By Teachers, For Teachers
If you are looking for a way to use classroom management to improve your teaching, then a student survey may be just the tool you need. Student feedback is a great way use classroom management to find out how you are doing as a teacher. In fact, research has found that concrete feedback from students can actually help teachers improve. Collecting student feedback is easy and there are many ways that you can do it. Here we will take a closer look at the different classroom management options that you have to collect student feedback.
There are many different ways that you can gather input, and the way that you choose usually will depend upon what you want to find out. If you are looking to identify what lessons weren’t good, then you can create an open-ended survey, or if you are looking for specific feedback, then a Likert scale may be the way to go. Here are a few student survey options for you to choose from.
If you are looking for a more detailed answer, then an open-ended survey is the way to go. This type of survey allows you collect more data because the students will answer the question with more detail. Reviewing this type of survey takes time, so it is suggested that you ask students no more than three questions. Open-ended surveys can be created for free on Google Forms or just simply written on the front board for students to answer in their journals. Here are a few sample questions for your reference.
A Likert scale survey is a closed-ended form that students can answer by choosing a preset response, or a number or word. Using this type of survey, the students will rate the questions or statements on a scale of 1-5. Teachers provide the questions or comments and then the students rate them according to the scale. This type of survey would be best used for teachers who do not want to sift through detailed answers and are just looking for quantifiable data. They are also good for students who dislike writing their opinions. Here is an example of what this type of survey looks like.
5 = I strongly agree
4 = I agree
3 = I feel neutral
2 = I disagree
1 = I disagree strongly
The goals of this class were clear.
The assignments were manageable.
I learned a lot from this class.
A focus group is another option to get student feedback. This is where students sit in a small or large group and answer survey questions which require their feedback. This is basically a verbal open-ended survey where students voice their opinions aloud to one another. Students can sit in a circle and take turns reading and responding to a question from the survey. In order for the teacher to get valuable feedback, it is suggested that you audio record, videotape, or assign one student per group to capture the conversation. Focus groups are a great way for students to hear their classmates’ opinions as well. Many of the other surveys are usually privately answered, so this gives the students the opportunity to hear what their peers have to say too. Here are a few examples of what to ask in a focus group.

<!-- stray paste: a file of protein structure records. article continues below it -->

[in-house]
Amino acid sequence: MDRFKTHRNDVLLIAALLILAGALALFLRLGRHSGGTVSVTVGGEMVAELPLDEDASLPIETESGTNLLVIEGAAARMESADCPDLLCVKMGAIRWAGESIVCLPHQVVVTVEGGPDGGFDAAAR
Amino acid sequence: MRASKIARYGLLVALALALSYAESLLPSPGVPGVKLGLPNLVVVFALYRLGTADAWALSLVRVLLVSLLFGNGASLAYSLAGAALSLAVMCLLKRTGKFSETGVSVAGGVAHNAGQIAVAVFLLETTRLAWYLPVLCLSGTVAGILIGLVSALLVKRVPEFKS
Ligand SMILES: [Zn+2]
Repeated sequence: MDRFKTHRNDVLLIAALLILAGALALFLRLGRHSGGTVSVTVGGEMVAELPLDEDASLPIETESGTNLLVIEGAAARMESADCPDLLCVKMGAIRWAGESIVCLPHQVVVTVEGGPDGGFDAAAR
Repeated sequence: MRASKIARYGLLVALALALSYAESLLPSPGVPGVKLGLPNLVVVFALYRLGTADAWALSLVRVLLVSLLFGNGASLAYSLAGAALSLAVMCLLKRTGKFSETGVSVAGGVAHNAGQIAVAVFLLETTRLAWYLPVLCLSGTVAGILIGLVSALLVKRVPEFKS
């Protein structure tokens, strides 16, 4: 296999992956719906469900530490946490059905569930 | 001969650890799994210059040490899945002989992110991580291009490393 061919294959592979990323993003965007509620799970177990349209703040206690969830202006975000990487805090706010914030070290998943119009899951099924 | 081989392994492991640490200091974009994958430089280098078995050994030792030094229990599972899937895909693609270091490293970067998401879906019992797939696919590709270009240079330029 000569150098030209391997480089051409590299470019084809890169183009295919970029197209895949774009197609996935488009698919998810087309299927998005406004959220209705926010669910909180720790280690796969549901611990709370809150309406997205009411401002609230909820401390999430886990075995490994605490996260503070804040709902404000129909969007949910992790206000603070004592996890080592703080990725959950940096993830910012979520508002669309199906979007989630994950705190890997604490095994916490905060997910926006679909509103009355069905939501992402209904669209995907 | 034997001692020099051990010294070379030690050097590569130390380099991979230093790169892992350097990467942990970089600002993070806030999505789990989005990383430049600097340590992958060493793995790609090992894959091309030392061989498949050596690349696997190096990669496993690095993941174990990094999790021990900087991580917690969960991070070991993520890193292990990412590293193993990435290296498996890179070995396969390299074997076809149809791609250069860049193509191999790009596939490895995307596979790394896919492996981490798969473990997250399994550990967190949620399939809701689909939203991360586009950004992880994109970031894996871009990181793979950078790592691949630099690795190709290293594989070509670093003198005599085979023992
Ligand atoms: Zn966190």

Sometimes students do not feel comfortable voicing their opinion. For these students, it’s suggested that you give them an option of an anonymous survey. This can be either open-ended or closed. The best time of year for this type of survey is at the end of the school year, because you will get total honestly from the students since they will no longer be in your class and don’t have any fear for repercussions.
A letter is a longer form of an open-ended survey. While this is not a traditional type of survey, you will get to learn a few things that you did not know before. This is where the students can voice their opinions about what the incoming students should expect and look forward to next year. This is a good option if you want to see how the students really feel about your class. Students tend to be very candid when writing these letters because they are allowed to free write and give advice on how they can prepare for the class.
Once you have your student feedback, you can analyze the data and plan the steps that you need to make any changes. This information can be very powerful so make sure that you find a way to implement it into your teaching.
Do you use student surveys as part of your classroom management to learn more about your teaching? If so, what are your favorites? Please share your response in the comment section below, we would love to hear what you have to say.
Janelle Cox is an education writer who uses her experience and knowledge to provide creative and original writing in the field of education. Janelle holds master's of science in education from the State University of New York College at Buffalo. She is a contributing writer to TeachHUB.com, TeachHUB Magazine, and Skyword. She was also the Elementary Education Expert for About.com for five years. You can follow her on Twitter @Empoweringk6ed, on Facebook at Empowering K6 Educators, or contact her at Janellecox78@yahoo.com.